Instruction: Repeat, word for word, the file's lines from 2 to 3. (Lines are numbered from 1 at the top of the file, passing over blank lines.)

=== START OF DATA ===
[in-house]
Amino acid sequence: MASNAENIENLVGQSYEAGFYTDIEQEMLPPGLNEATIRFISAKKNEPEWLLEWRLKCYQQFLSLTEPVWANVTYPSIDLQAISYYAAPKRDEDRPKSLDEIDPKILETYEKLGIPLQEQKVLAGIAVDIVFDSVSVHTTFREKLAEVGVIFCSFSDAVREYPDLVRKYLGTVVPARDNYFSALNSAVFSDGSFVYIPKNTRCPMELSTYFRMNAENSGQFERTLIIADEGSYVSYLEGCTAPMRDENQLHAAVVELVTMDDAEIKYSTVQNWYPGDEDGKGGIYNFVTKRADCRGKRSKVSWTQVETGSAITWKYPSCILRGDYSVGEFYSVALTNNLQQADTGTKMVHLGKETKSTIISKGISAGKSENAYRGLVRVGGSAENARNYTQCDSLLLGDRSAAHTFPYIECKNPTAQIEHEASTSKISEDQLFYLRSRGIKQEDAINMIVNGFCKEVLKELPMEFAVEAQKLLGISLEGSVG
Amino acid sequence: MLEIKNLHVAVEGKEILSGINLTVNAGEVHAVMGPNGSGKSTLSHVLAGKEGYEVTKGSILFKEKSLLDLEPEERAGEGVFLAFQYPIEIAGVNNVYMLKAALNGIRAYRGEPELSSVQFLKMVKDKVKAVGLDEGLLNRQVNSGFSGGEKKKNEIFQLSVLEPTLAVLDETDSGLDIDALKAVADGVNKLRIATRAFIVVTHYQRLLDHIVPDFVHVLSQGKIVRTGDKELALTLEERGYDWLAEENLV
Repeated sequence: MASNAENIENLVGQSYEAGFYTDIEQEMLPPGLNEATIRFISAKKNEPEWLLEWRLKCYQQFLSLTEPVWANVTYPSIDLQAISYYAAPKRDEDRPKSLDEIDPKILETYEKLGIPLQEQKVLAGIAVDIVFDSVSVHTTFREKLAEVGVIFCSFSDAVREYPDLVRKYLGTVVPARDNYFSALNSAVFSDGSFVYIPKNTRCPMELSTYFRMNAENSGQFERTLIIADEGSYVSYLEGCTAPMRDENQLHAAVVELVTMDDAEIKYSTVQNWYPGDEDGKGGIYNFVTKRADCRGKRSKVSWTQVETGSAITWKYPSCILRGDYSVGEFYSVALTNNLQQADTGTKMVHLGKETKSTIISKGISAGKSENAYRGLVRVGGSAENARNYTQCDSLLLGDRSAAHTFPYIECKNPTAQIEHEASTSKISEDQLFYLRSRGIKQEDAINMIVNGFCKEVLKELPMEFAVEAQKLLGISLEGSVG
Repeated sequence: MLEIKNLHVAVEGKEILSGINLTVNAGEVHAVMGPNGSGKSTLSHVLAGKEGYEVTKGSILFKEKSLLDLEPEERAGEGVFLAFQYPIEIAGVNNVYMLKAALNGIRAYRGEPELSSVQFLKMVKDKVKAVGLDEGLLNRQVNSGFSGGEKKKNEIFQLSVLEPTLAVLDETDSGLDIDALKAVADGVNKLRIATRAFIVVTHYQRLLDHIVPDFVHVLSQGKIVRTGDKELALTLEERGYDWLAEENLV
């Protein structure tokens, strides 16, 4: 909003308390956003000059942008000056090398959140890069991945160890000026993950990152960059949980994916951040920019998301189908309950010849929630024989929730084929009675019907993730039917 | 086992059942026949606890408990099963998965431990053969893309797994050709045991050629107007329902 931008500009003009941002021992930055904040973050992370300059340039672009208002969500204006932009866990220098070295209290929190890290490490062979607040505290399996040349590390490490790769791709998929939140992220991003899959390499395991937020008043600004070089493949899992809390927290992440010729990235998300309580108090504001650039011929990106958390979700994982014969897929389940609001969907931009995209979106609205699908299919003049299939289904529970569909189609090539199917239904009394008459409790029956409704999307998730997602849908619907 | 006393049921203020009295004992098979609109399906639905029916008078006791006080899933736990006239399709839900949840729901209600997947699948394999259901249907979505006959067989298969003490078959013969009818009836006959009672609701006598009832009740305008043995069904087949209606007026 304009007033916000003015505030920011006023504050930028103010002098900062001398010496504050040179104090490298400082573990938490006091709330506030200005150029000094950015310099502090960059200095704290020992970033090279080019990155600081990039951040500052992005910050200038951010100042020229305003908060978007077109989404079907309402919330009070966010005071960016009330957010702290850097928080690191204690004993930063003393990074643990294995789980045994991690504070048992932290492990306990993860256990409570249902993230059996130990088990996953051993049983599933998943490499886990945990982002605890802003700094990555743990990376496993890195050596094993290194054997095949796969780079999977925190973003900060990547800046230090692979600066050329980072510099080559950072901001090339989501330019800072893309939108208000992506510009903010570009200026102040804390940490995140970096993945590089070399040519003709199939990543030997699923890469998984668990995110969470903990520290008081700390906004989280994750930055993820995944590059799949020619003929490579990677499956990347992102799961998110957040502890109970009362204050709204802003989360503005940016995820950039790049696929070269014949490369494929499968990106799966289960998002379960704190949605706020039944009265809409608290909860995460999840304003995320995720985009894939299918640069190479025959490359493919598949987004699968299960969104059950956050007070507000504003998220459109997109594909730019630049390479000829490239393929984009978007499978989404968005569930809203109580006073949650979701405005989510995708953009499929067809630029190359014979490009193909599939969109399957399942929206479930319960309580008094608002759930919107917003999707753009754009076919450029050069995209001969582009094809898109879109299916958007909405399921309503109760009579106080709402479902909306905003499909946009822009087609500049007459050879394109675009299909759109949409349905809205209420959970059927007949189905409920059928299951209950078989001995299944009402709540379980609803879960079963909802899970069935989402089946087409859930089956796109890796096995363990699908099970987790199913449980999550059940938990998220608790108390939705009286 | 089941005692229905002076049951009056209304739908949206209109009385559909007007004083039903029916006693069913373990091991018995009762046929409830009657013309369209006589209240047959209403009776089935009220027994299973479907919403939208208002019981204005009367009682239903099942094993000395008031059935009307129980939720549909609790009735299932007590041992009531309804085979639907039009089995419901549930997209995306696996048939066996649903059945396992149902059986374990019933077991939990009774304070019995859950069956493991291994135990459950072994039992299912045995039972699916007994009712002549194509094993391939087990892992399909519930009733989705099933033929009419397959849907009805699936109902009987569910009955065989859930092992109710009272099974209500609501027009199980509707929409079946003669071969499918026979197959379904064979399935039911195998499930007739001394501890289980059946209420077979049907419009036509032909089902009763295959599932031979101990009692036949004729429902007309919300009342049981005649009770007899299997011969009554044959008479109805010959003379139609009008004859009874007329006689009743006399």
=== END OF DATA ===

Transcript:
Amino acid sequence: MASNAENIENLVGQSYEAGFYTDIEQEMLPPGLNEATIRFISAKKNEPEWLLEWRLKCYQQFLSLTEPVWANVTYPSIDLQAISYYAAPKRDEDRPKSLDEIDPKILETYEKLGIPLQEQKVLAGIAVDIVFDSVSVHTTFREKLAEVGVIFCSFSDAVREYPDLVRKYLGTVVPARDNYFSALNSAVFSDGSFVYIPKNTRCPMELSTYFRMNAENSGQFERTLIIADEGSYVSYLEGCTAPMRDENQLHAAVVELVTMDDAEIKYSTVQNWYPGDEDGKGGIYNFVTKRADCRGKRSKVSWTQVETGSAITWKYPSCILRGDYSVGEFYSVALTNNLQQADTGTKMVHLGKETKSTIISKGISAGKSENAYRGLVRVGGSAENARNYTQCDSLLLGDRSAAHTFPYIECKNPTAQIEHEASTSKISEDQLFYLRSRGIKQEDAINMIVNGFCKEVLKELPMEFAVEAQKLLGISLEGSVG
Amino acid sequence: MLEIKNLHVAVEGKEILSGINLTVNAGEVHAVMGPNGSGKSTLSHVLAGKEGYEVTKGSILFKEKSLLDLEPEERAGEGVFLAFQYPIEIAGVNNVYMLKAALNGIRAYRGEPELSSVQFLKMVKDKVKAVGLDEGLLNRQVNSGFSGGEKKKNEIFQLSVLEPTLAVLDETDSGLDIDALKAVADGVNKLRIATRAFIVVTHYQRLLDHIVPDFVHVLSQGKIVRTGDKELALTLEERGYDWLAEENLV